An interlaminar epidural injection targets the nerves that run from the spinal cord out to the legs and arms. This type of injection can help reduce inflammation and alleviate lower back, leg, neck, and arm pain caused by herniated discs, sciatica, misaligned vertebrae, and other back problems.
Patients may experience pain relief within 30 minutes after the injection. However, the pain may return a few hours later once the anesthetic wears off. Long term pain relief typically begins two to three days after the procedure, once the steroid has begun to take effect. Long-term pain relief may last a few months or longer.
A transforaminal injection is done to treat back or leg pain that has persisted for more than four weeks, is severe, and hasn’t improved with other treatment, such as medication and physical therapy.
Patients may benefit from a transforaminal injection if they have:
Damage to the roots of nerves that run from the spinal cord to the legs can cause irritation and inflammation, leading to pain that radiates from the back to the legs and feet. The epidural is injected into the back, between the spine and spinal cord.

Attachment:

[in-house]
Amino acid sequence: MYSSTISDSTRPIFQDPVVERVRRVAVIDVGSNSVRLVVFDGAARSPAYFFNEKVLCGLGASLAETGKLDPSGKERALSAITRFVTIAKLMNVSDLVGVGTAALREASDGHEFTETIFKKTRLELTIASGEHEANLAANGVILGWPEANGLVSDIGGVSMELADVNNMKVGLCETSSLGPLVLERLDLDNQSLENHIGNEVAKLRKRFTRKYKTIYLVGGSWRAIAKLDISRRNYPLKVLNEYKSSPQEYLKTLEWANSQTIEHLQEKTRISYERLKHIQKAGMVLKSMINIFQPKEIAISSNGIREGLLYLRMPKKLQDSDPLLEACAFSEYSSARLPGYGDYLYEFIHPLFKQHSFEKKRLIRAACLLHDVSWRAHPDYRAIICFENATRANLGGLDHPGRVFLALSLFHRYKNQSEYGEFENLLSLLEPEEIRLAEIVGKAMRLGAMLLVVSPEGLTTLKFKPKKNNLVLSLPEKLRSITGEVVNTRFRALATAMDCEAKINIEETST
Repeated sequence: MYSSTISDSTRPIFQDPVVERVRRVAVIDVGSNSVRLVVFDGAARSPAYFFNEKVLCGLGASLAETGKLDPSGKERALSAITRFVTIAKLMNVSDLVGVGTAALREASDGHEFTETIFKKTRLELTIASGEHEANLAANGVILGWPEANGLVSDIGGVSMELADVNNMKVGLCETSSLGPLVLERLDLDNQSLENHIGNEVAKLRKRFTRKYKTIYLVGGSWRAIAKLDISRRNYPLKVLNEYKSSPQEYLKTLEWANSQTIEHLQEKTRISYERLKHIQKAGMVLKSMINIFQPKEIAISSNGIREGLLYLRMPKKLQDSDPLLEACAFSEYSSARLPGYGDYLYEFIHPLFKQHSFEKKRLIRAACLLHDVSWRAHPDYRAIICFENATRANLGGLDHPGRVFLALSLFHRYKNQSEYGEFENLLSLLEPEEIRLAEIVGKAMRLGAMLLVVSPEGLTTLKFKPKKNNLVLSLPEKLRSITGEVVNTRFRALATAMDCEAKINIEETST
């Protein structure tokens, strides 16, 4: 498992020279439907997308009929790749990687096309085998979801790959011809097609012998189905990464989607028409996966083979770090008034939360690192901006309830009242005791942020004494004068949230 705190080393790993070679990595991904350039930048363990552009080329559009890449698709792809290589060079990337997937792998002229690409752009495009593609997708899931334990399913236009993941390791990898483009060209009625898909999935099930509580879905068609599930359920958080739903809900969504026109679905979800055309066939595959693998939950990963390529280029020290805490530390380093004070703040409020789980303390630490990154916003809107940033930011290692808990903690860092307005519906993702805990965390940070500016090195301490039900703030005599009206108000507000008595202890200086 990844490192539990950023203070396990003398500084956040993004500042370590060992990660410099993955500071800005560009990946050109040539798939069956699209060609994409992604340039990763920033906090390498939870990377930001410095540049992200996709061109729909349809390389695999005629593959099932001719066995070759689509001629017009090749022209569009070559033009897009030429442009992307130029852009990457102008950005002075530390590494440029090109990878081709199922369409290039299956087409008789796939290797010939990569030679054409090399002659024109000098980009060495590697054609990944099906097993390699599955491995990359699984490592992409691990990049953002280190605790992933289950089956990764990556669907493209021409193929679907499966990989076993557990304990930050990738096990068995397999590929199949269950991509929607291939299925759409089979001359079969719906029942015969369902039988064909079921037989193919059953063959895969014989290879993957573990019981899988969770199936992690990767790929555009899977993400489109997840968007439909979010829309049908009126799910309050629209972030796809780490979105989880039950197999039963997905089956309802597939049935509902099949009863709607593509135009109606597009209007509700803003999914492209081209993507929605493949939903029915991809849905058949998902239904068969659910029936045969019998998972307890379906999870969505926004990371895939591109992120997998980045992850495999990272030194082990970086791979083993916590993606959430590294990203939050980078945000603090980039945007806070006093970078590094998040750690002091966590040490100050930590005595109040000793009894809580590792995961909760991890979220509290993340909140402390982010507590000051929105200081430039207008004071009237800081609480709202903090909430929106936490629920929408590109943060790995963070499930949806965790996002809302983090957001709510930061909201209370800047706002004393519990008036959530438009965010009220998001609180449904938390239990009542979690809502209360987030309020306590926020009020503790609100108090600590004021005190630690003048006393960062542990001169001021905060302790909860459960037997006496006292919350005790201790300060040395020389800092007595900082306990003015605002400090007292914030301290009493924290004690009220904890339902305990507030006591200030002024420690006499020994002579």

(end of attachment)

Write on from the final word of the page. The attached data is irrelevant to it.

Upon arriving at the clinic, the patient will be instructed to change into a gown.
They will then lie face down on an X-ray table and a pillow will be placed under their stomach.
The physician will cleanse the injection site and numb the area with medication. The patient may also be given medicine to help them relax.
The doctor will proceed to insert a needle into the back, typically under X-ray guidance. A mixture of steroid and numbing medicine will then be injected into the area to decrease swelling and pressure on the larger nerves around the spine and to alleviate pain. The numbing medicine will also be used to identify the nerve causing pain.
During the injection, the patient may feel some pressure but shouldn’t experience any pain. It’s important not to move during the procedure to ensure the injection is done in precisely the right location.
The patient will be watched for 15 to 20 minutes after the injection before being allowed to go home.
The risks of this procedure are low, but rare complications may include
Bleeding or infection at the injection site
Dizziness, headache, or feeling sick to your stomach (typically mild)
Nerve root damage with increased pain down the leg
Allergic reaction to the medication
Possible rare brain and nervous system problems
Difficulty breathing if the injection was done in the neck
Temporary side effects may include numb or weak legs, dizziness, and headache. Patients should speak to their physician to find out if they are good candidates for epidural injections.